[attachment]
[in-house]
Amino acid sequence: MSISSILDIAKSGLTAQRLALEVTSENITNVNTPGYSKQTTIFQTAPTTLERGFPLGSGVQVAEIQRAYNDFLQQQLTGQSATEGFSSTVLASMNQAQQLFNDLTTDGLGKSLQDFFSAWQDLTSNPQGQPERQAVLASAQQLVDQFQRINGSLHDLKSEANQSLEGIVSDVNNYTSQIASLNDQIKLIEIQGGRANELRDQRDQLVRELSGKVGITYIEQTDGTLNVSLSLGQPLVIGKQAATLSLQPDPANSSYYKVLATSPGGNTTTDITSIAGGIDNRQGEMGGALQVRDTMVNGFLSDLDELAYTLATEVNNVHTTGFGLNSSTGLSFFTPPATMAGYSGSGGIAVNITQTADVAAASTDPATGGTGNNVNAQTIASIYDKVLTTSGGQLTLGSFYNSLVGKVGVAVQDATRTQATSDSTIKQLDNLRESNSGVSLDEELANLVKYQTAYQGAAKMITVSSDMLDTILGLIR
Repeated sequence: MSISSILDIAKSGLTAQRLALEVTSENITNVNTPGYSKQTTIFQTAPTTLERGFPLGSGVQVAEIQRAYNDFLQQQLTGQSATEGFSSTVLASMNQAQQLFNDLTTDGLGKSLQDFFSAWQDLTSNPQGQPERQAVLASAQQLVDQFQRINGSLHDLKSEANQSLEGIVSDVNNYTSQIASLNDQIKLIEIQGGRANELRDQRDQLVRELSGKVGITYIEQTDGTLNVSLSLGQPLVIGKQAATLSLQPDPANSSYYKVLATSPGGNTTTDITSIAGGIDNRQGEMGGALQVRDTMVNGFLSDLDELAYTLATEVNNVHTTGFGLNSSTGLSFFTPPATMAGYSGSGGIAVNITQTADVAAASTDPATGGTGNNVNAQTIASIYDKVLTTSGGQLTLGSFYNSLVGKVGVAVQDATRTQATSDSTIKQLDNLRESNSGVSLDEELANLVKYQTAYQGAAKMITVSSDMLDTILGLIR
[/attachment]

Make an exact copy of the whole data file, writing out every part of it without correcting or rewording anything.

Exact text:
[in-house]
Amino acid sequence: MSISSILDIAKSGLTAQRLALEVTSENITNVNTPGYSKQTTIFQTAPTTLERGFPLGSGVQVAEIQRAYNDFLQQQLTGQSATEGFSSTVLASMNQAQQLFNDLTTDGLGKSLQDFFSAWQDLTSNPQGQPERQAVLASAQQLVDQFQRINGSLHDLKSEANQSLEGIVSDVNNYTSQIASLNDQIKLIEIQGGRANELRDQRDQLVRELSGKVGITYIEQTDGTLNVSLSLGQPLVIGKQAATLSLQPDPANSSYYKVLATSPGGNTTTDITSIAGGIDNRQGEMGGALQVRDTMVNGFLSDLDELAYTLATEVNNVHTTGFGLNSSTGLSFFTPPATMAGYSGSGGIAVNITQTADVAAASTDPATGGTGNNVNAQTIASIYDKVLTTSGGQLTLGSFYNSLVGKVGVAVQDATRTQATSDSTIKQLDNLRESNSGVSLDEELANLVKYQTAYQGAAKMITVSSDMLDTILGLIR
Repeated sequence: MSISSILDIAKSGLTAQRLALEVTSENITNVNTPGYSKQTTIFQTAPTTLERGFPLGSGVQVAEIQRAYNDFLQQQLTGQSATEGFSSTVLASMNQAQQLFNDLTTDGLGKSLQDFFSAWQDLTSNPQGQPERQAVLASAQQLVDQFQRINGSLHDLKSEANQSLEGIVSDVNNYTSQIASLNDQIKLIEIQGGRANELRDQRDQLVRELSGKVGITYIEQTDGTLNVSLSLGQPLVIGKQAATLSLQPDPANSSYYKVLATSPGGNTTTDITSIAGGIDNRQGEMGGALQVRDTMVNGFLSDLDELAYTLATEVNNVHTTGFGLNSSTGLSFFTPPATMAGYSGSGGIAVNITQTADVAAASTDPATGGTGNNVNAQTIASIYDKVLTTSGGQLTLGSFYNSLVGKVGVAVQDATRTQATSDSTIKQLDNLRESNSGVSLDEELANLVKYQTAYQGAAKMITVSSDMLDTILGLIR